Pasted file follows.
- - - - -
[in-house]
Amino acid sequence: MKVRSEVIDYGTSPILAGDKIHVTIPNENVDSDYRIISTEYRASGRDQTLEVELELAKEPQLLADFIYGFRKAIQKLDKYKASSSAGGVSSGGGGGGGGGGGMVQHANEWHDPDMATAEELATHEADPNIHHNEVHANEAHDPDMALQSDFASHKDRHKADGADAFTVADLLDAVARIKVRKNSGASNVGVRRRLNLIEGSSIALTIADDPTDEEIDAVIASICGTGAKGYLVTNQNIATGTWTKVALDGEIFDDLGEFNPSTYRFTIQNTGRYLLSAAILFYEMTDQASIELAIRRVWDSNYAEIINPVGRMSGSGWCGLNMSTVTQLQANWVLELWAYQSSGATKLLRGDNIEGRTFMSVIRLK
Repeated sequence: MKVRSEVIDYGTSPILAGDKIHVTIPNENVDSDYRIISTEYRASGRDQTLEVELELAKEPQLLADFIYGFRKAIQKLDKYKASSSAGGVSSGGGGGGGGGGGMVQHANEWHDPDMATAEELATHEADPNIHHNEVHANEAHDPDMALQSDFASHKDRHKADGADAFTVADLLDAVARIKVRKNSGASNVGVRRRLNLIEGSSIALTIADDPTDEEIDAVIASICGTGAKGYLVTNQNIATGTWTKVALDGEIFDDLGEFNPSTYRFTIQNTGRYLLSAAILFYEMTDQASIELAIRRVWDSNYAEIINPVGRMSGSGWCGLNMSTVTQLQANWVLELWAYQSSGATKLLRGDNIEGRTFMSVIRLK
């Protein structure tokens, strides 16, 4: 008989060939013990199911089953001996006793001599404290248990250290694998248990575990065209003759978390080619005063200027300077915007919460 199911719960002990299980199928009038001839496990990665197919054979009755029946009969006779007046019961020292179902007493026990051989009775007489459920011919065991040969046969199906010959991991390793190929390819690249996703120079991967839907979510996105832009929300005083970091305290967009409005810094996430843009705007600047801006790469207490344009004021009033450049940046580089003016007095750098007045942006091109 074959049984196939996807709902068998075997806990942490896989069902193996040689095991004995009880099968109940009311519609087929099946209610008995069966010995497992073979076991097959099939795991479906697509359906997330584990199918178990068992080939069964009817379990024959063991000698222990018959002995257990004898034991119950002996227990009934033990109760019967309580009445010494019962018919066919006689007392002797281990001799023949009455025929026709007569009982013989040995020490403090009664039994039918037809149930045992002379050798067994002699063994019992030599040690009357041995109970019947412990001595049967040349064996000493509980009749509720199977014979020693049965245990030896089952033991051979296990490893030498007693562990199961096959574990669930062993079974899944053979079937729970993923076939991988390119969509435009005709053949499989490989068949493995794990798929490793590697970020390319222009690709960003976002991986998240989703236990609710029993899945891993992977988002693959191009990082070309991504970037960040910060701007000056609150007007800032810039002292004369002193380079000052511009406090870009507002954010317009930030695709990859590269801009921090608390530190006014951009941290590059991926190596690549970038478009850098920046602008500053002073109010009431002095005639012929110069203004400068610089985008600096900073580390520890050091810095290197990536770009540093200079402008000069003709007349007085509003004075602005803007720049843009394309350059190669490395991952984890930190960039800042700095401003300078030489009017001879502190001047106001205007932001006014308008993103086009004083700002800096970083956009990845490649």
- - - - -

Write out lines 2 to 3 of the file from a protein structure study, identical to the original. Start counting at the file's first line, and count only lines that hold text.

Amino acid sequence: MKVRSEVIDYGTSPILAGDKIHVTIPNENVDSDYRIISTEYRASGRDQTLEVELELAKEPQLLADFIYGFRKAIQKLDKYKASSSAGGVSSGGGGGGGGGGGMVQHANEWHDPDMATAEELATHEADPNIHHNEVHANEAHDPDMALQSDFASHKDRHKADGADAFTVADLLDAVARIKVRKNSGASNVGVRRRLNLIEGSSIALTIADDPTDEEIDAVIASICGTGAKGYLVTNQNIATGTWTKVALDGEIFDDLGEFNPSTYRFTIQNTGRYLLSAAILFYEMTDQASIELAIRRVWDSNYAEIINPVGRMSGSGWCGLNMSTVTQLQANWVLELWAYQSSGATKLLRGDNIEGRTFMSVIRLK
Repeated sequence: MKVRSEVIDYGTSPILAGDKIHVTIPNENVDSDYRIISTEYRASGRDQTLEVELELAKEPQLLADFIYGFRKAIQKLDKYKASSSAGGVSSGGGGGGGGGGGMVQHANEWHDPDMATAEELATHEADPNIHHNEVHANEAHDPDMALQSDFASHKDRHKADGADAFTVADLLDAVARIKVRKNSGASNVGVRRRLNLIEGSSIALTIADDPTDEEIDAVIASICGTGAKGYLVTNQNIATGTWTKVALDGEIFDDLGEFNPSTYRFTIQNTGRYLLSAAILFYEMTDQASIELAIRRVWDSNYAEIINPVGRMSGSGWCGLNMSTVTQLQANWVLELWAYQSSGATKLLRGDNIEGRTFMSVIRLK